U.S. Sens. Amy Klobuchar (D-MN) and Chuck Grassley (R-IA) introduced bipartisan legislation to prohibit the EPA from reducing the minimum applicable volume of biofuels into transportation fuel once the RVO levels are finalized for any given year. This would prevent the EPA from retroactively reducing 2020 or future finalized RVO levels.
The Defend the Blend Act is cosponsored by Sens. Tammy Duckworth (D-IL) and Joni Ernst (R-IA). Companion legislation was introduced in the House of Representatives by Reps. Ashley Hinson (R-IA), Rodney Davis (R-IL), Angie Craig (D-MN), and Ron Kind (D-WI).
“Our farmers and rural communities are counting on us to uphold the integrity of the Renewable Fuel Standard,” said Klobuchar. “This legislation will stop retroactive changes to Renewable Volume Obligations so the renewable fuels industry has the certainty and stability it needs to create jobs, drive investment, and cut carbon emissions from the existing vehicle fleet.”
Last week, EPA released its draft rule that would lower conventional ethanol volume to 12.5 billion gallons for 2020, retroactively waiving 2.96 billion gallons from what was set for 2020 almost two years ago. More information on RVOs can be found here.
“Time and time again, renewable fuels have shown to be key in cutting both greenhouse gas emissions and costs at the pump. Yet, past and present administrations have overlooked the value of the Renewable Fuel Standard (RFS), creating uncertainty for Iowa farmers and producers. With EPA’s most recent proposed action of lowering RVO numbers from 2020’s final rule, who’s to say that won’t happen again? It is critical that we establish new safeguards that uphold the RFS and ensure all administrations remain committed to following the law,” said Grassley.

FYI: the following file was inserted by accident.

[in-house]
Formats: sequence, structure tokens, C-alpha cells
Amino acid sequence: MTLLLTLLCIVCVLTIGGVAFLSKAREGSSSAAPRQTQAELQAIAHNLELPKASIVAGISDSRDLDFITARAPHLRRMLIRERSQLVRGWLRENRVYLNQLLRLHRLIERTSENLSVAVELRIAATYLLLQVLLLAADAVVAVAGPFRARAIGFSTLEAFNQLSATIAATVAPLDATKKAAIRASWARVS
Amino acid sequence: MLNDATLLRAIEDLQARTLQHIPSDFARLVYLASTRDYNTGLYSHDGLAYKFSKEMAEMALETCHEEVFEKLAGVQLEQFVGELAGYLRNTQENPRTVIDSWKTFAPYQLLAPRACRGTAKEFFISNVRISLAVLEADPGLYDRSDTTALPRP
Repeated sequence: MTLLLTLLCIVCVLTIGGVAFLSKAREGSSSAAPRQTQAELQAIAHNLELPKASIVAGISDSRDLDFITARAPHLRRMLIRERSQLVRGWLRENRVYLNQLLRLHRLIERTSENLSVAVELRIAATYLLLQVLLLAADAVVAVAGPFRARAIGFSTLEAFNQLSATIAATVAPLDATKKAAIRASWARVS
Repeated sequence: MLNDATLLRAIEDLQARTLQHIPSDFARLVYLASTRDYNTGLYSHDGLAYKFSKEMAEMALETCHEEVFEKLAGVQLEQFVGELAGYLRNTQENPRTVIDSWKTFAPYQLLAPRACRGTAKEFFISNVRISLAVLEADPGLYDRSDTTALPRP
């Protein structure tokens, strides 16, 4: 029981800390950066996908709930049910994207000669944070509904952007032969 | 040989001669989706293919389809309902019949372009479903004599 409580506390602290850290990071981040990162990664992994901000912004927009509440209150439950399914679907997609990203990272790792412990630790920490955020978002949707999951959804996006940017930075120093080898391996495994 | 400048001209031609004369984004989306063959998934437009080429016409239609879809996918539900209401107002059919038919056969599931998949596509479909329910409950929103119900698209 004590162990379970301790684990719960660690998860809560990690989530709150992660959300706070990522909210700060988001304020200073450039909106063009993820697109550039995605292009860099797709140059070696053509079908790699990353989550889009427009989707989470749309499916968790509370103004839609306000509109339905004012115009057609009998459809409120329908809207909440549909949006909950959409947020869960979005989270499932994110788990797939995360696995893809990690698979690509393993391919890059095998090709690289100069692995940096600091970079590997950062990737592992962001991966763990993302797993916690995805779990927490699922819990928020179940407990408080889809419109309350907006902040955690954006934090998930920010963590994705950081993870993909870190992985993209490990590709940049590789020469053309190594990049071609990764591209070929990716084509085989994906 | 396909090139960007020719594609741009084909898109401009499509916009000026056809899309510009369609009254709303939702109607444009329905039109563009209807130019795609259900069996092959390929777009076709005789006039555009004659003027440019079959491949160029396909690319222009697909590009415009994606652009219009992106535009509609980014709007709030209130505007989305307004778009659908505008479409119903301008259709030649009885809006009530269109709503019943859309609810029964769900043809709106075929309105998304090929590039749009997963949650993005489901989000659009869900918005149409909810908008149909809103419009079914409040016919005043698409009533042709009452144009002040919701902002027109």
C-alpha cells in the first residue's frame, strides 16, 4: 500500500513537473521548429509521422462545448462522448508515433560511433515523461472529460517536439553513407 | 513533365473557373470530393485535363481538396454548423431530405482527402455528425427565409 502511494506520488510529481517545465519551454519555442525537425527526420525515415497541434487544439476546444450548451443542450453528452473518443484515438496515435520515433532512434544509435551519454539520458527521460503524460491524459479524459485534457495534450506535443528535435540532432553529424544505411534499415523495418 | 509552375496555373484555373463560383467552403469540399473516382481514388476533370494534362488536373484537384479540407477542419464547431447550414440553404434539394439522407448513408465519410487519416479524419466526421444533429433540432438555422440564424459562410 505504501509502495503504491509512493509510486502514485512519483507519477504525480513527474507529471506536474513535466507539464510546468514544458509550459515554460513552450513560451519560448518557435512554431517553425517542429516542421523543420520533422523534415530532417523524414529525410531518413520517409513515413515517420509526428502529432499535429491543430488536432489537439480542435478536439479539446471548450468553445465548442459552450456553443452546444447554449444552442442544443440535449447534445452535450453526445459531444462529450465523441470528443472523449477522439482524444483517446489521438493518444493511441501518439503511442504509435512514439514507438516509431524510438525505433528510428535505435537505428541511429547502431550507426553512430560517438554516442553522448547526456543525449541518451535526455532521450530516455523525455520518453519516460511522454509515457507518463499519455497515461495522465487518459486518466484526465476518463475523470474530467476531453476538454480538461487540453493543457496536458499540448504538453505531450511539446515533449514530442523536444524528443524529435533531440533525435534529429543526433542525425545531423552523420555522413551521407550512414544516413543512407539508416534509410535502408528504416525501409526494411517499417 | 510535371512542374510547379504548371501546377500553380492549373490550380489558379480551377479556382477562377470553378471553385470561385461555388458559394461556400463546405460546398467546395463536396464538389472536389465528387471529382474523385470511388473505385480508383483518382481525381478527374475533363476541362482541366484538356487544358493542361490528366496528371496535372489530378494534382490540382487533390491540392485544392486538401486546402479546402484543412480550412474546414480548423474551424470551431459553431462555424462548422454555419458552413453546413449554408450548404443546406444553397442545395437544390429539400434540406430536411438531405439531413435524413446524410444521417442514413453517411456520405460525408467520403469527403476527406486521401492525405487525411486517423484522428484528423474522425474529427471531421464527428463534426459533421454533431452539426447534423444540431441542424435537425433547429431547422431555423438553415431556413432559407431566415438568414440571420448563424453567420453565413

Biofuel groups react
“This bill comes at a critical time,” said Geoff Cooper, Renewable Fuels Association President and CEO. “Just last week, EPA proposed an unprecedented retroactive reduction to the 2020 renewable volume obligations (RVOs) that were finalized more than two years ago. The RFS was created to provide long-term market certainty for our nation’s ethanol producers and farmers. Going back in time to slash RFS volumes — long after they have been finalized — undermines the purpose and intent of program and destabilizes the marketplace.”
Emily Skor, CEO of Growth Energy said, “The Renewable Fuel Standard was put into place to blend more low-carbon biofuels into our nation’s transportation fuel supply, and it includes a built-in mechanism that adjusts for changes in fuel demand. Retroactively reducing RVO levels is completely unwarranted and unnecessary, adds uncertainty to the marketplace, and exceeds EPA’s legal authority.” Skor expressed that lowering 2020 RVOs would “impact the entire fuel supply chain, including the farmers, producers, blenders, retailers, and responsible refiners who based business decisions on final requirements in place for some time.”